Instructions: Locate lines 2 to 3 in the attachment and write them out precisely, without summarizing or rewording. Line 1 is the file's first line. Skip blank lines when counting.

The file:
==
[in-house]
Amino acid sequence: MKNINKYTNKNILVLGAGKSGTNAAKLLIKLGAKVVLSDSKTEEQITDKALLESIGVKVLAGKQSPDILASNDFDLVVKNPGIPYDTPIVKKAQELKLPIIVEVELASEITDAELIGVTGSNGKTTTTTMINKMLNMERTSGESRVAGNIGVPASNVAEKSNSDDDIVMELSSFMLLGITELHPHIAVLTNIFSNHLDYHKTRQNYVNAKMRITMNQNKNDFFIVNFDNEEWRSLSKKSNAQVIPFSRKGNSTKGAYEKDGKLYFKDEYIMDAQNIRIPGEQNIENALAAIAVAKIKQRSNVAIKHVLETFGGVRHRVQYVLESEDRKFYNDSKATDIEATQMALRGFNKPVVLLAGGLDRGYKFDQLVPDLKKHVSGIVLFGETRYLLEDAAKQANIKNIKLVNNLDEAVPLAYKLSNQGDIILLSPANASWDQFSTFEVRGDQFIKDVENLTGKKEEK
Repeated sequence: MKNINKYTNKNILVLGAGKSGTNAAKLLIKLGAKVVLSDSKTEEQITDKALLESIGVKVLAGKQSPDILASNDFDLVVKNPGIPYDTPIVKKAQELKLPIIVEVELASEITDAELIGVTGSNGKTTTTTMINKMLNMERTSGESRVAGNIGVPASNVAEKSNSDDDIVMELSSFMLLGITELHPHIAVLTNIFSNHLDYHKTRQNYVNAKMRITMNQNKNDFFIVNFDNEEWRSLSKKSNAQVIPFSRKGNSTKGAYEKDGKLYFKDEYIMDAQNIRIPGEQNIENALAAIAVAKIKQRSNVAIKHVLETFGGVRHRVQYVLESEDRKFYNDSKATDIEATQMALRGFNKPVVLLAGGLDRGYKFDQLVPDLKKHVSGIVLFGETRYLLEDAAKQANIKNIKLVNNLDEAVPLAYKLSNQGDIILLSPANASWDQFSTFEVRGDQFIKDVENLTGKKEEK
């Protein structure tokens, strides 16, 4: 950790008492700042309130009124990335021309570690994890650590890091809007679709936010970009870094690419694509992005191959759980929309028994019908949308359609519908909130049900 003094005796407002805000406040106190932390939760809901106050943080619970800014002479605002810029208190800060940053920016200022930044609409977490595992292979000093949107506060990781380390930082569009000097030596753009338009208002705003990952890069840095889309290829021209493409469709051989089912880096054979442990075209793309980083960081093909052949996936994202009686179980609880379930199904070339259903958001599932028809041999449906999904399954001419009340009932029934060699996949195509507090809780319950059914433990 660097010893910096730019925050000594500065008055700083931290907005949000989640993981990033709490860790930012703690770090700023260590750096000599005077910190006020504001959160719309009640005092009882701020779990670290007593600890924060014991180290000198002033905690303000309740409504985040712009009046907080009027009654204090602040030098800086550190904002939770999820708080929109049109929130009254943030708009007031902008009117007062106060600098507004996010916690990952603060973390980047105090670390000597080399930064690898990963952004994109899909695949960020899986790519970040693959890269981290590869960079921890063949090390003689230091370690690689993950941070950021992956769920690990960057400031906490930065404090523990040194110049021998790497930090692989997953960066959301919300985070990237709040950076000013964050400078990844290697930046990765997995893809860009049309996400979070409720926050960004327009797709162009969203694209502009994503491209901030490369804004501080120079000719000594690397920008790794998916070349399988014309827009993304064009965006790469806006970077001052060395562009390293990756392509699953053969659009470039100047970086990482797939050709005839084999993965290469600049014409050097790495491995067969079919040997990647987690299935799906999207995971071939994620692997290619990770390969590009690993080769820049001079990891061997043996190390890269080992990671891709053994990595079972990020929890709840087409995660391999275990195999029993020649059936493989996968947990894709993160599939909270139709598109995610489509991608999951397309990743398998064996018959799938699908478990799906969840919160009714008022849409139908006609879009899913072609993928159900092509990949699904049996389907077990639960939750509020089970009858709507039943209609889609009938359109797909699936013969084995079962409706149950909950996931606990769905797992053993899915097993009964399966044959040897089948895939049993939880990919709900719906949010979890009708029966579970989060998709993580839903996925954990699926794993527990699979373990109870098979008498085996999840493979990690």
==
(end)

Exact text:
Amino acid sequence: MKNINKYTNKNILVLGAGKSGTNAAKLLIKLGAKVVLSDSKTEEQITDKALLESIGVKVLAGKQSPDILASNDFDLVVKNPGIPYDTPIVKKAQELKLPIIVEVELASEITDAELIGVTGSNGKTTTTTMINKMLNMERTSGESRVAGNIGVPASNVAEKSNSDDDIVMELSSFMLLGITELHPHIAVLTNIFSNHLDYHKTRQNYVNAKMRITMNQNKNDFFIVNFDNEEWRSLSKKSNAQVIPFSRKGNSTKGAYEKDGKLYFKDEYIMDAQNIRIPGEQNIENALAAIAVAKIKQRSNVAIKHVLETFGGVRHRVQYVLESEDRKFYNDSKATDIEATQMALRGFNKPVVLLAGGLDRGYKFDQLVPDLKKHVSGIVLFGETRYLLEDAAKQANIKNIKLVNNLDEAVPLAYKLSNQGDIILLSPANASWDQFSTFEVRGDQFIKDVENLTGKKEEK
Repeated sequence: MKNINKYTNKNILVLGAGKSGTNAAKLLIKLGAKVVLSDSKTEEQITDKALLESIGVKVLAGKQSPDILASNDFDLVVKNPGIPYDTPIVKKAQELKLPIIVEVELASEITDAELIGVTGSNGKTTTTTMINKMLNMERTSGESRVAGNIGVPASNVAEKSNSDDDIVMELSSFMLLGITELHPHIAVLTNIFSNHLDYHKTRQNYVNAKMRITMNQNKNDFFIVNFDNEEWRSLSKKSNAQVIPFSRKGNSTKGAYEKDGKLYFKDEYIMDAQNIRIPGEQNIENALAAIAVAKIKQRSNVAIKHVLETFGGVRHRVQYVLESEDRKFYNDSKATDIEATQMALRGFNKPVVLLAGGLDRGYKFDQLVPDLKKHVSGIVLFGETRYLLEDAAKQANIKNIKLVNNLDEAVPLAYKLSNQGDIILLSPANASWDQFSTFEVRGDQFIKDVENLTGKKEEK